Community wants more say in ConEd roadwork planning


To many, Con Edison workers appear to rip up streets with no ostensible plan. It causes traffic problems and costs parking. Even worse, metal coverings over dig sites aren’t bolted down at night, meaning those trying to get a good night’s sleep in areas where construction is taking place are kept awake by the constant clank, clank every time a car runs over a covering.

While ConEd’s work on the gas lines might be important, these neighbors have had enough. They crowded into a Community Board 8 traffic and transportation committee meeting at The Riverdale Y on Nov. 30 to air their complaints.

”I’d like to know why, between Van Cortlandt West and along Sedgwick Avenue going to West 238th Street, ConEd does not wet down their dust at the end of the day,” said one resident, Susan Braunstein. “There are many issues with the bus coming around the bend, the heavy traffic between 3, 4 o’clock, north and south on Sedgwick. The dust was flying all over the place, and some of us who inhaled it got very sick.” 

She pointed to the Bronx’s high chronic obstructive pulmonary disease rates and called the dust “a very, very serious issue.” 

It’s not just dust and street closures that have been a particularly troublesome point for the community, traffic and transportation committee chair Dan Padernacht said. There are places where ConEd has closed off the street in a way that could obstruct emergency vehicles from getting through.

While a lot of that turmoil over the past year has occurred in Van Cortlandt Village, ConEd also has been busy in North Riverdale along Arlington Avenue, as well as in south Riverdale with street closures on West 232nd Street and Netherland Avenue.

And although much of that work already is complete, the major focus now is at the intersection of Kappock Street and Independence Avenue, on Giles Place, and on Cannon Place, said ConEd spokesman Allan Drury.

The project has created unannounced street closures, unnecessary removal of parking, noise, dust and debris left after each day, Padernacht added, as well as permit violations.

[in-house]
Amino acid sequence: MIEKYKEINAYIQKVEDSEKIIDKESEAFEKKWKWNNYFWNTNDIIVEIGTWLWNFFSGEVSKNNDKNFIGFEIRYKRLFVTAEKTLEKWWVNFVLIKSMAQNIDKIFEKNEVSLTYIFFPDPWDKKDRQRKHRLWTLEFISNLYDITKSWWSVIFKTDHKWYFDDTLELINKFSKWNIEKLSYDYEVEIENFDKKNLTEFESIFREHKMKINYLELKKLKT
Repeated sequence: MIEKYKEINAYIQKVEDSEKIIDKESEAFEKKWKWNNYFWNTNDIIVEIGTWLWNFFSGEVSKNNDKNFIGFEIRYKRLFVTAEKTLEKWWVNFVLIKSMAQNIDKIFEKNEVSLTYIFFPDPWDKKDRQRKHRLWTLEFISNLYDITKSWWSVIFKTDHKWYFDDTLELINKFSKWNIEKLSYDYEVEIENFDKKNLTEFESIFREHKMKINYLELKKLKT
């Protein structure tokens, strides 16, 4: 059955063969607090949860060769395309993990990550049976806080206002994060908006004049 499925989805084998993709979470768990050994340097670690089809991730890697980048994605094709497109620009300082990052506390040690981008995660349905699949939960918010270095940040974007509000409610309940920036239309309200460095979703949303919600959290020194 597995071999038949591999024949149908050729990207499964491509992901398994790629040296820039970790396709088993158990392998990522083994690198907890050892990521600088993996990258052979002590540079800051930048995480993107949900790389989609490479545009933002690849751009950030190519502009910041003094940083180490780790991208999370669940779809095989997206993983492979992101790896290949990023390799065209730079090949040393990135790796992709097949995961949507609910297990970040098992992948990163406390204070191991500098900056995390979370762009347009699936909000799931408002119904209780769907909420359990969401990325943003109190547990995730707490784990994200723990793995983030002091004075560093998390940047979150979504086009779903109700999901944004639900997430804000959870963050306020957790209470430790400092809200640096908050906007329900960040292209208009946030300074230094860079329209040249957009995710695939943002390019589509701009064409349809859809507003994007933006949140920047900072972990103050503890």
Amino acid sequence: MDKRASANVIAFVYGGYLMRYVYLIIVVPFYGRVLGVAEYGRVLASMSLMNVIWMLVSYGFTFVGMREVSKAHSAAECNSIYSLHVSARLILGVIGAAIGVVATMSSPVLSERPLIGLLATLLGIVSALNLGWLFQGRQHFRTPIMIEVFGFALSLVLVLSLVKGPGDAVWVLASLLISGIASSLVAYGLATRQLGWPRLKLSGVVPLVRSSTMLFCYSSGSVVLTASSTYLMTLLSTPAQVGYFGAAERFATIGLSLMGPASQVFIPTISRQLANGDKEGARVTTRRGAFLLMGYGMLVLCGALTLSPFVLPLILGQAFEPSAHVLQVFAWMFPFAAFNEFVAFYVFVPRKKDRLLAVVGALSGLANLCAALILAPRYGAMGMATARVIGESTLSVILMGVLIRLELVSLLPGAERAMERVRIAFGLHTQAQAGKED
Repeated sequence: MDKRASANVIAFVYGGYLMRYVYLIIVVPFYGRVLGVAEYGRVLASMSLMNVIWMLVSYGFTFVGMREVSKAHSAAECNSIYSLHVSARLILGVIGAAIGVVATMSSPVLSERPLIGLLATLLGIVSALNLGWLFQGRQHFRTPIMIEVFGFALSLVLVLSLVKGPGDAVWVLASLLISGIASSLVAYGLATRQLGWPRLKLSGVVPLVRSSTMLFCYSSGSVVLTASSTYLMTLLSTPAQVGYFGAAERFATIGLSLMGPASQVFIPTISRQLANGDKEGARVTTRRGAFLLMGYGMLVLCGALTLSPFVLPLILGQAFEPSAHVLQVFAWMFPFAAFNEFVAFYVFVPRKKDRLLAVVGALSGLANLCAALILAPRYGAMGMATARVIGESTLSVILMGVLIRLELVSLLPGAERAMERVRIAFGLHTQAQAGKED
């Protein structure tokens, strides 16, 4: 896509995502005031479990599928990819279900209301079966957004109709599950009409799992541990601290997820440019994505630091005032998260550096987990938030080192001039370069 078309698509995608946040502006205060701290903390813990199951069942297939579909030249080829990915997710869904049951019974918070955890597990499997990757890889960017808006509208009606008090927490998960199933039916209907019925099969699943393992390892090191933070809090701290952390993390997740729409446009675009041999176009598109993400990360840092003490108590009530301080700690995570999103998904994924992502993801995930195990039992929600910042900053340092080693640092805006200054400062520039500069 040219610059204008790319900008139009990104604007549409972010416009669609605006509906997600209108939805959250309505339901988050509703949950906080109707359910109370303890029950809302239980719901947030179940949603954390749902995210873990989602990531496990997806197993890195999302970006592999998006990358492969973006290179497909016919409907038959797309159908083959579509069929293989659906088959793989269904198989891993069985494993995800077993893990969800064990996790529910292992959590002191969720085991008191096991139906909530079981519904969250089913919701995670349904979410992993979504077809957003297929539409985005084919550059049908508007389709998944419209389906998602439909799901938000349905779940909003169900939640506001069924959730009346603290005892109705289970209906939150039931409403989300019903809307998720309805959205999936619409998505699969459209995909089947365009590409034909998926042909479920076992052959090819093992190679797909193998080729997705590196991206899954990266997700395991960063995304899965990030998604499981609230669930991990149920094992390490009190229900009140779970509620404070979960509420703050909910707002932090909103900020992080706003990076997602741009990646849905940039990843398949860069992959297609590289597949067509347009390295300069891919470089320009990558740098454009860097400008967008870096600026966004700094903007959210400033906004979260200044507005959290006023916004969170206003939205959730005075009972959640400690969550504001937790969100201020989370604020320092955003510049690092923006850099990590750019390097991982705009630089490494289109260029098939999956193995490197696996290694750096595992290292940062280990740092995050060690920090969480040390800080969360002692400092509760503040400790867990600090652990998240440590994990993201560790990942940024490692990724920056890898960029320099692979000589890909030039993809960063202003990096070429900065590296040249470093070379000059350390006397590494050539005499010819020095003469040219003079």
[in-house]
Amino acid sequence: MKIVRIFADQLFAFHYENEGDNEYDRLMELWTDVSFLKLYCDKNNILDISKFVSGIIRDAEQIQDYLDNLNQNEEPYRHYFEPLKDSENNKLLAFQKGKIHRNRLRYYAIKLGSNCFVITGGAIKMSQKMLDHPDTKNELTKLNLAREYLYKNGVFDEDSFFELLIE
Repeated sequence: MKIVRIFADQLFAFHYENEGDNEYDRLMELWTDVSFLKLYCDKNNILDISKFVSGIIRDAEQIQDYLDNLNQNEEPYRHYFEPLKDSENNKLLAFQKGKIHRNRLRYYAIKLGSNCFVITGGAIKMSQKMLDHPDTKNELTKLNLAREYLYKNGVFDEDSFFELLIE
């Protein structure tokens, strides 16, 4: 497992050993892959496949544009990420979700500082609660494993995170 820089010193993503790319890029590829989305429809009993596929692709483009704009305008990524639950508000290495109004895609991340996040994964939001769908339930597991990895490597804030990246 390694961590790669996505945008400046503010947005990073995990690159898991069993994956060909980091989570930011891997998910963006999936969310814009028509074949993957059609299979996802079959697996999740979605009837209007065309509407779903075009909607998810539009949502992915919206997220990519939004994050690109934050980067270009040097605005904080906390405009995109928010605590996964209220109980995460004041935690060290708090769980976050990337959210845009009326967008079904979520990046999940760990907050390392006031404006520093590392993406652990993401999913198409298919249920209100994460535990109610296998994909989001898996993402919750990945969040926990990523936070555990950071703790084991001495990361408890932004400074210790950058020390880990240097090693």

“It’s frustrating for many people in the community who don’t know that a street is closed and get re-routed onto congested streets,” he said.

ConEd has the authority to restrict parking during daytime hours to work, often from 7 a.m. to 6 p.m. But it’s becoming a problem where ConEd is blocking parking 24 hours a day in violation of permits, Padernacht said — a major issue in communities already plagued by a shortage of parking spots. Some residents reported circling streets for an hour or more in search of a spot. 

Such restrictions are important, ConEd officials told Padernacht, as just a couple of cars parked on a street in the morning could delay progress. 

There’s also the problem of debris and dust, as gravel and blacktop flies around the street and often isn’t cleaned up on a daily, or even a weekly, basis. ConEd could be forced to ensure such cleanup takes place — but only if the city’s transportation department will enforce its permits, Padernacht said.

“It’s DOT’s job to protect the health, safety and welfare of the community by enforcing its permits,” Padernacht said. “That didn’t happen here.”

Although ConEd has multiple projects on several streets within the community, the utility company never approached CB8 before beginning work, Padernacht said.

“The question goes back to DOT,” Padernacht said. “It appears DOT isn’t looking at the effect on the overall community or even the immediate area before issuing these permits, and in my opinion, approved too many permits at the same time.”

According to DOT spokeswoman Lolita Avila, the transportation department “is aware of community concerns” and said the city agency would “work closely” with neighbors to address those issues.

ConEd construction manager Robert Forloine said the company would try to improve communication with the community next year. That’s important, because tearing up the road is just the beginning.

ConEd will continue its gas main replacement work in Riverdale and throughout its service area in 2018, with a goal to replace all steel and cast-iron piping within 20 years, Drury said. 

ConEd tries to conduct its work in a way that causes the least disruption possible to residents and businesses, Drury added, while still communicating with community boards, elected officials and neighborhood groups about upcoming projects.

Still, there’s a lot of room for improvement, Assemblyman Jeffrey Dinowitz said.

 “When ConEd says the work is done, it just means they’ve finished the gas lines, or whatever it is they’re doing under there, but it doesn’t mean it’s done,” Dinowitz said. “If they actually pave over, then it’s done-done, or done-squared. In every corner of the district where it’s being done — Van Cortlandt Village has been a disaster; up in Skyview and on 256th Street — those streets were left, for months on end it seemed, huge swaths of area, there was no parking. 

“And I thought it was really mishandled with very little sensitivity to the needs of the community.”